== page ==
Dougie, your observations that the gear ratio change affectively increasing mileage at highway speed is correct. But the more significant factor is the change in aerodynamics caused by the increase in frontal area caused by raising the car by almost 1 inch. By raising the car more frontal area of the front and rear tires are in the direct high speed air flow. And by raising the car more air will travel under the car instead of over the smooth body so air drag will increase. http://www.tfd.chalmers.se/~lelo/rvad/reports/rva2002_gr11_contribution-to-drag.pdfDougie said:I agree that running such big tires is risky. But I don't agree that it will damage the fuel economy. The percentage difference is pretty small--certainly a lot less than the difference between 4th and 5th gear. And it decreases the gear ratio, so on the highway it will probably cause a slight improvement in economy, sort of like shifting into 5.1th gear.
I remember way back when Michelin first "claimed" a higher silica formula in their tires. Toll booth operators _hated_ them. The reformulation allowed a static charge to build-up and they would get a painful zap when driver's paid the toll. The re-re formulation also required a higher % of carbon-black.ghillie said:1. Anyone know anything about the use of silica compounds in tyres - is Michelin just talking a lot of BS?
1. Most if not all quality tires include silica compounds some more then others. I've read marketing material that states it "improves grip on wet roads". But marketing loves to grab a key cool sounding tire ingredient that's not top secret and use it in marketing. The art and science of manufacturing of tires is one of the most highly guarded secrets in the automobile industry. Try to get a tour of tire plant... good luck. I would not take the marketing literature about tires too seriously because they reveal very little info that could be useful for comparing different brands of tires of the same category.ghillie said:1. Anyone know anything about the use of silica compounds in tyres - is Michelin just talking a lot of BS?
2. My preference is for the 175/60 because they are closest circumference to the OEM tyres and do not raise the ride height (keeping in mind Guillermo's comment above) - but would the 185/60's be better handling?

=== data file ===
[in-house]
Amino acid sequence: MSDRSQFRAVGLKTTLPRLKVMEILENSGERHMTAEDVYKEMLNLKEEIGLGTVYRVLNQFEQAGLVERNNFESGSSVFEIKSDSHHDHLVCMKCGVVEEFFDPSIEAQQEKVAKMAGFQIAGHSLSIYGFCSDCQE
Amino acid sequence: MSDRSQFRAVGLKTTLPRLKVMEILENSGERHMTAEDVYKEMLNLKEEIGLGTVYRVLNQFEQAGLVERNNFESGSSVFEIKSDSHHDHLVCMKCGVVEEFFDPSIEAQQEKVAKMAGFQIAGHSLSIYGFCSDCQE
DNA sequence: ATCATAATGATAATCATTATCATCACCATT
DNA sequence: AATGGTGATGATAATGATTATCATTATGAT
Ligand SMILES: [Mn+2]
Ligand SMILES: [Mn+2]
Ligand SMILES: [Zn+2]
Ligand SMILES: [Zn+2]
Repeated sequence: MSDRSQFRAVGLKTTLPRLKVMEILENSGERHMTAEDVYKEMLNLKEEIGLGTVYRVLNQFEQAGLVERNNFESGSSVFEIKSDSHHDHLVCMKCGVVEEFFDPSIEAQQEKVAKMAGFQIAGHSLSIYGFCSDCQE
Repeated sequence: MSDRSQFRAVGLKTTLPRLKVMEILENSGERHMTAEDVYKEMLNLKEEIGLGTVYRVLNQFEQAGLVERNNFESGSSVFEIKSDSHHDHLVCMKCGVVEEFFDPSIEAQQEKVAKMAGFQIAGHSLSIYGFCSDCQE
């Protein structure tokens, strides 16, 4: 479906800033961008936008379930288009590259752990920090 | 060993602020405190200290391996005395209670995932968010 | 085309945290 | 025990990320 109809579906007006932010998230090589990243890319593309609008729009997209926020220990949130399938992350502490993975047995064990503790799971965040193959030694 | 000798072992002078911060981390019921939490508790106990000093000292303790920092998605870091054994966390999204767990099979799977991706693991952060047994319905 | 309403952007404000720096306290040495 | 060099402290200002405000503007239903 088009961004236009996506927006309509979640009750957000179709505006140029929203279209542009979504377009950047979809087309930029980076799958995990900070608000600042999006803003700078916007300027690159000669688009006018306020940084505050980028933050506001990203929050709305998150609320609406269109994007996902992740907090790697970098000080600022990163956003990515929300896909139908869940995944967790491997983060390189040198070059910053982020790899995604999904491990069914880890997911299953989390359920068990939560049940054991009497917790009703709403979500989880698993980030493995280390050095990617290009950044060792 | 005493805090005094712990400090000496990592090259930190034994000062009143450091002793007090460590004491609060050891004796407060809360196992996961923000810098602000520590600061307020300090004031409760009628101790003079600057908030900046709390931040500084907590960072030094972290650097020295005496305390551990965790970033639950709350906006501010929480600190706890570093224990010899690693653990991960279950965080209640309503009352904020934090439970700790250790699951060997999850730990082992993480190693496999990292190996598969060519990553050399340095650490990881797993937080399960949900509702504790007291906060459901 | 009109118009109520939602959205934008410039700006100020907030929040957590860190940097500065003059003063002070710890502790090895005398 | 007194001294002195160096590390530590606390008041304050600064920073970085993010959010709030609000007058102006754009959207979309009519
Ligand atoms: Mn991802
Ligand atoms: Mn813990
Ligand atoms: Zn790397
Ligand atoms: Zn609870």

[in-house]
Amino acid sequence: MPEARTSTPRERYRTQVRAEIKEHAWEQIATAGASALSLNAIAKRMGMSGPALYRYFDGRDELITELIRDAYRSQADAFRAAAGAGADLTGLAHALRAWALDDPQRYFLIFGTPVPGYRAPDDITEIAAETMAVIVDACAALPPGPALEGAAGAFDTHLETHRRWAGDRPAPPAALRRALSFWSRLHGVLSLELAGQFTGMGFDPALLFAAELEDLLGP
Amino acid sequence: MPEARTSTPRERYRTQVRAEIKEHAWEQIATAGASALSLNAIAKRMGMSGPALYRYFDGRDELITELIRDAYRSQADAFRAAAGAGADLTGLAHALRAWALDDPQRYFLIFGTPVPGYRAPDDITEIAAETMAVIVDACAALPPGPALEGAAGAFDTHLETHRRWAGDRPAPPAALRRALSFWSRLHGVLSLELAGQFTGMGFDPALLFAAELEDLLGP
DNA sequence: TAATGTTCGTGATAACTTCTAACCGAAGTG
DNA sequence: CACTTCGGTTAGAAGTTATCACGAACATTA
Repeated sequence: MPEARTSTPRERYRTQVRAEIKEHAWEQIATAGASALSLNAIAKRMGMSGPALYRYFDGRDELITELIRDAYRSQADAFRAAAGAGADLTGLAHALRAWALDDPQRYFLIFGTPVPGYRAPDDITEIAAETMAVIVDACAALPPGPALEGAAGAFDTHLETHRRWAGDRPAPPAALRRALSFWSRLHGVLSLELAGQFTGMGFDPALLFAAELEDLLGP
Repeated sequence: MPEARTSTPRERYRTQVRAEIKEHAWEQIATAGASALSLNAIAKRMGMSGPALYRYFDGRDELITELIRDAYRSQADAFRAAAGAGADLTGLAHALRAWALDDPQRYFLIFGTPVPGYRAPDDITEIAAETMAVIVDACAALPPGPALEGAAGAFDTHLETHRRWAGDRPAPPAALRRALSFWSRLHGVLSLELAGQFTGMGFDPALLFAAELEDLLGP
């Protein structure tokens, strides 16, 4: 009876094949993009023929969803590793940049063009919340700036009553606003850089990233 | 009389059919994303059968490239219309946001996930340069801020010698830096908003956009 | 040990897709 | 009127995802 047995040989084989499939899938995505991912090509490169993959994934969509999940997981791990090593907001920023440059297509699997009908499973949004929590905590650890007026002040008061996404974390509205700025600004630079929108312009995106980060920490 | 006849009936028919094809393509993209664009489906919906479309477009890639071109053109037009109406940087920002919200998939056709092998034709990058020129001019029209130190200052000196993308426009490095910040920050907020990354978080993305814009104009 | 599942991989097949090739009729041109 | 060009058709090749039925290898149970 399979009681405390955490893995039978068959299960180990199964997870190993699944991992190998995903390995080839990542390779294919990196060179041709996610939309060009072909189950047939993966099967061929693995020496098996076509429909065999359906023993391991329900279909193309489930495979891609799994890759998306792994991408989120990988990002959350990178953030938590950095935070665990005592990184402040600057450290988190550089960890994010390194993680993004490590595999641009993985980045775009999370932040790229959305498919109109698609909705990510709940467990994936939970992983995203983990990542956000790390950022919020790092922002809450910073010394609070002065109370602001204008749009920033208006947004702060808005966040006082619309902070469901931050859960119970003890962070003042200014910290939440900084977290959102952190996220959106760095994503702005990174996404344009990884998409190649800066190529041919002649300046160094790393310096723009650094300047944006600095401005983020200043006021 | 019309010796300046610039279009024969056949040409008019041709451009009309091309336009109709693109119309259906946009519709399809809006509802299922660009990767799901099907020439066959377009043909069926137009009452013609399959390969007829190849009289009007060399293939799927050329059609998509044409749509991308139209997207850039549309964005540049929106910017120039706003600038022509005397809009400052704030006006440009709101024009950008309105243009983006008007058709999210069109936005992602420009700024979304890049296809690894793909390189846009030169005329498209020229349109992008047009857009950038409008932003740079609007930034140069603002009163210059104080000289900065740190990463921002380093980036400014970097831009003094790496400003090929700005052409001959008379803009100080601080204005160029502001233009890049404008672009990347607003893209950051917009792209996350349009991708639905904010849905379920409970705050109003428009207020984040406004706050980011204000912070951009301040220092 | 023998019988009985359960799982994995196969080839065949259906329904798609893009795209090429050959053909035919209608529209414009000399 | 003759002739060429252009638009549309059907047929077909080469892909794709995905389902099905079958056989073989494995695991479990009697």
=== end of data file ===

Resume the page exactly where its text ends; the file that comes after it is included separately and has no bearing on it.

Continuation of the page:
I would suggest to abandon the all season tire and all it's compromises and try this high peformance summer only tire with low rolling resistance and the same aerodynamic size of the OEM tires.ghillie said:I want to use the Michelins to improve handling (especially in wet weather) without sacrificing fuel economy.
The tyre features three prominent main grooves, and lateral grooves open to the side, giving the tyre excellent hydroplaning properties.
I love this part:The ecological nature of the Nokian i3 is particularly evident in two features. Similar to other Nokian tyres, no high aromatic oils are used in the manufacturing process. The tyre is also economical: it rolls easily and consumes little fuel.
A summer tire that brags that is still provides grip at temperatures below 50 F. Imagine how much more grip it has at 80F :lol:The tyre maintains its grip properties in cold spring mornings and in the cool early autumn, even when temperatures drop below 10 degrees centigrade.
In order to prevent this tire post from going off-topic I have started a new topic about tramlining in the modifications sections:ghillie said:I also want to minimize the "tramlining" effect.
Yes but in warmer weather this Nokian summer tire would be significantly better then any all season tire, rain or shine.ghillie said:A tyre that works below 10 degrees C is pretty much all season where I live. Unfortunately I don't think Nokians for cars are available in Australia but I will do some more searching.